If your arms are snakes then are you related to or somewhere within Medusa’s extended bloodline?
But seriously folks, anybody who is a frequent reader of Treble knows that our skipper Jeff Terich, when not stuffing people into gym lockers and vigorously bitch slapping those whose musical tastes differ from his, always manages to insert a witty and clever tagline under the album’s title when listed on the site. When TAAS’s previous album Oxeneers or the Lion Sleeps When It’s Antelope Go Home was reviewed here two years ago, the tagline was “Hardcore for grown-ups.” That alone said it about TAAS. You don’t have to be “grown-up” per se to enjoy TAAS but it does take another kind of attention span than your usual hardcore fan—who’s about 30 pounds overweight and has hockey pucks in their ears—or those brutish dudes with no necks who think that you’re only as hardcore as the amount of tattoos you have. While they may take more than one listen to get into, this is a band that is most rewarding and is paving a new trail for the genre. There is something truly compelling about the protracted guitars and singer Steve Snere’s blistering take on melody. While TAAS’s members are in no way newbies at what they do, with Snere having been in Kill Sadie and with bassist/keyboardist Brian Cook having served his time in math rock pioneers Botch, all them (including new drummer Chris Common who also produced) play like they’re young and hungry and out to show everybody something different.
While not quite a concept album as much as a vibe that meanders around it, Easter is infused mostly with themes about the never ending locking of horns between honor and destruction with hints of the religious right being placed smack dab in the middle. Numbers include the fluctuant “Subtle Body” that amounts to a wobbly ass kicking and the scratchy “Desert Ghost” with a bobbling layer of feedback fizzing throughout. The most unified of Easter‘s moments comes in the form of “Child Chicken Play” as the stringy guitars droop and fall while Common gets sparse with his drum patterns before the band as a whole crunches everything together out of leftfield to send a jolt to the listener as Snere screams “Like you always do!”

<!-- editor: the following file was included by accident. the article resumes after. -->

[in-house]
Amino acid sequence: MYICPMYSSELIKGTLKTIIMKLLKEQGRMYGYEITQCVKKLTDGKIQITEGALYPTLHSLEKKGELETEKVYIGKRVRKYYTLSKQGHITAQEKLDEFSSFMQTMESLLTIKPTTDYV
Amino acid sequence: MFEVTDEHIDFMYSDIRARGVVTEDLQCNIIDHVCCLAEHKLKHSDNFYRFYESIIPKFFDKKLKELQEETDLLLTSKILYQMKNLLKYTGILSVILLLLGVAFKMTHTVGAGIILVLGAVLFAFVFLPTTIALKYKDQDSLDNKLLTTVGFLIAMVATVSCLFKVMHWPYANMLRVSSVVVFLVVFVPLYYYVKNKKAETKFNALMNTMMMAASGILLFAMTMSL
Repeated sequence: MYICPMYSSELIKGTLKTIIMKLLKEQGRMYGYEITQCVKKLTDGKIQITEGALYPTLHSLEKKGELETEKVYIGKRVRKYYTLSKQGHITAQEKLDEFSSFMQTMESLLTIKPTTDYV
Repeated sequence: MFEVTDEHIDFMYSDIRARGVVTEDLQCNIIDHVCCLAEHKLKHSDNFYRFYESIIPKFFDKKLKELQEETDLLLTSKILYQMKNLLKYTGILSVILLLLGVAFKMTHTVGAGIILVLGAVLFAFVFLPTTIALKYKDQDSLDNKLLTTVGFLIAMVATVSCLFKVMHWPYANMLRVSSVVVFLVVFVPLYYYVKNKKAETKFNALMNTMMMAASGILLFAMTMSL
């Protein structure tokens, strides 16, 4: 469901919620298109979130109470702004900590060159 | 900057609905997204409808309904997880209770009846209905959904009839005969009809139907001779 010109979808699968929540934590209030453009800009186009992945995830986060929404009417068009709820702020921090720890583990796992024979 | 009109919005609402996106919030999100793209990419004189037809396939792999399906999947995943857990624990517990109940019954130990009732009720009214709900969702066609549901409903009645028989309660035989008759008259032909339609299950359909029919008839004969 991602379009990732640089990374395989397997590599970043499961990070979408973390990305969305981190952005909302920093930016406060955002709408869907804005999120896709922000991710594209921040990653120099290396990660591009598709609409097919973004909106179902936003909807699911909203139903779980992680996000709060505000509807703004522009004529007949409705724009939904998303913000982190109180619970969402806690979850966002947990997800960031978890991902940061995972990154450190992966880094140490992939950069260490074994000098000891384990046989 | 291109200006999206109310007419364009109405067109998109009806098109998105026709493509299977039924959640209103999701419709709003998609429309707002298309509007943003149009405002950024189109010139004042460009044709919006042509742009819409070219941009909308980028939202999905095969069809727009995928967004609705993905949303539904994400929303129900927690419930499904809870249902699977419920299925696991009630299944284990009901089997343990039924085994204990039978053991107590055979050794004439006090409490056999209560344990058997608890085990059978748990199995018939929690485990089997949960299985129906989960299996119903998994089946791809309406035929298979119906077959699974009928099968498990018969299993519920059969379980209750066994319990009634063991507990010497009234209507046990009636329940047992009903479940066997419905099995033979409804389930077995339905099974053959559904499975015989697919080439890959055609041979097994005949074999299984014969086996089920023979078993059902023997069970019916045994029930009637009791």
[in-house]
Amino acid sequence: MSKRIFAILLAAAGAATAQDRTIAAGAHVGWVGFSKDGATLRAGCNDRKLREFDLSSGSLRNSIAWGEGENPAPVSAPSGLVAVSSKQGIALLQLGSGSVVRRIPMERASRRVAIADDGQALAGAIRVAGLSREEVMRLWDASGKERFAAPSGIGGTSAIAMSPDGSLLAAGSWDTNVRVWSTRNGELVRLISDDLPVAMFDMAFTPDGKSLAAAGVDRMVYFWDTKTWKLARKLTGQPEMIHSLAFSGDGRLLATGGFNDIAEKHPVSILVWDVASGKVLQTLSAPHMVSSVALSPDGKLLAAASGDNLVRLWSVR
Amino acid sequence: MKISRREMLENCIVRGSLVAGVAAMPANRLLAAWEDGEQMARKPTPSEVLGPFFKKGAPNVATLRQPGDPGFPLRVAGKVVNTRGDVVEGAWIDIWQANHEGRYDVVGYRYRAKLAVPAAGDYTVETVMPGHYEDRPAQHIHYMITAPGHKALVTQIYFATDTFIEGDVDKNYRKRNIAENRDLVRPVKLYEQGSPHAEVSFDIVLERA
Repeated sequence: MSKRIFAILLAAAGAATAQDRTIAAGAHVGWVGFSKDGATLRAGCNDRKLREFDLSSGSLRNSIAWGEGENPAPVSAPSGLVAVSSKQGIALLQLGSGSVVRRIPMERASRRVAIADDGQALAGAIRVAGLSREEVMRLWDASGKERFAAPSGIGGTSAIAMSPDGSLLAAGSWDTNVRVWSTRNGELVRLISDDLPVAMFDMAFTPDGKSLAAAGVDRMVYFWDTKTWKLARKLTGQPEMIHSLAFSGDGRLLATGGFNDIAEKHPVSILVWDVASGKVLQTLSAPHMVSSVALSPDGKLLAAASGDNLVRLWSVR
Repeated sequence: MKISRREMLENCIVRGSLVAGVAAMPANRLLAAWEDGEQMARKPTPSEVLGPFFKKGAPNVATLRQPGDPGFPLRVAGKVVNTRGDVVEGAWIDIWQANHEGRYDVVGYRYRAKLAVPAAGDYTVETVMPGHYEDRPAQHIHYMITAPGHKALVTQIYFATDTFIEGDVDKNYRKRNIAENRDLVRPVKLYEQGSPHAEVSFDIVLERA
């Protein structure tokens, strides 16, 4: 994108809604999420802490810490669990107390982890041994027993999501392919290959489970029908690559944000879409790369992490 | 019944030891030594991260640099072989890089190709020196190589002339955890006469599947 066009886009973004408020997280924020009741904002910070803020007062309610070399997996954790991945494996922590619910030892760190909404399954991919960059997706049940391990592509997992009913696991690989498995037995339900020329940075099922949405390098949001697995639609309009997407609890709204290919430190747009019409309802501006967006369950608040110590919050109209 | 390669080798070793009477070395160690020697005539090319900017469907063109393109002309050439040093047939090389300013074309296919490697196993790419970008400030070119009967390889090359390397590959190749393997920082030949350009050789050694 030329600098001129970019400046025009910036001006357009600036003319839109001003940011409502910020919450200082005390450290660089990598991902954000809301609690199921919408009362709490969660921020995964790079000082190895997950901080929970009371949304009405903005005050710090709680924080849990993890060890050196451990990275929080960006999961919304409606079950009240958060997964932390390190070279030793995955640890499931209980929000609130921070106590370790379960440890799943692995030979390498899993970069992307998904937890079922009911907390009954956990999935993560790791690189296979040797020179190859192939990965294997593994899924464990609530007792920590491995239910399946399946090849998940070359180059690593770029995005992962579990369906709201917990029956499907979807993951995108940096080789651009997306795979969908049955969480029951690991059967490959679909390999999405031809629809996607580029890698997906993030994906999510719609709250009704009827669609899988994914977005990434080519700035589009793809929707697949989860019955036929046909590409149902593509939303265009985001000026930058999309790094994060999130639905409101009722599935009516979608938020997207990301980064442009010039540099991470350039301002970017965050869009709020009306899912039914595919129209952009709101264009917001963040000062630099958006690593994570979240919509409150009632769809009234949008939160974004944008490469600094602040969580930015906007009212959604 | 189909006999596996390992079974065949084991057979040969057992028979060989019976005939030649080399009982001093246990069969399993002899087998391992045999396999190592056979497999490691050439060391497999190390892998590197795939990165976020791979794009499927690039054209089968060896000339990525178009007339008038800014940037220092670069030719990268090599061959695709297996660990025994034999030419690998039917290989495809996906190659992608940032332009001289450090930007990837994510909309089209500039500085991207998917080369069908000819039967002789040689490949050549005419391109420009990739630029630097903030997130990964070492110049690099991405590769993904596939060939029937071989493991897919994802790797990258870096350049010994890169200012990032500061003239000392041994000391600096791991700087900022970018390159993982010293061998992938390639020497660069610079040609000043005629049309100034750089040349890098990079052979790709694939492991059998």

Even though TAAS is most consistent with jerky rhythms and punchy tempos, they can still throw down rallying cries and chants in the hooks that make the listener want to pump their fists in the air in the true old school hardcore fashion. Cook’s bass is pretty much at the epicenter in terms of how this band has evolved, as well as guitarist David Knutson, who seems to favor keeping his pickups nearby when executing a riff. It’s as if TAAS has gotten a massage, so to speak, within the last two years, which explains their looser and more sparse playing style. But like any good snake, its steadfastness makes it quick to bite when you least expect it.
Clutch – Passive Restraints
Waxwing – One for the Ride
Icarus Line – Red and Black Attack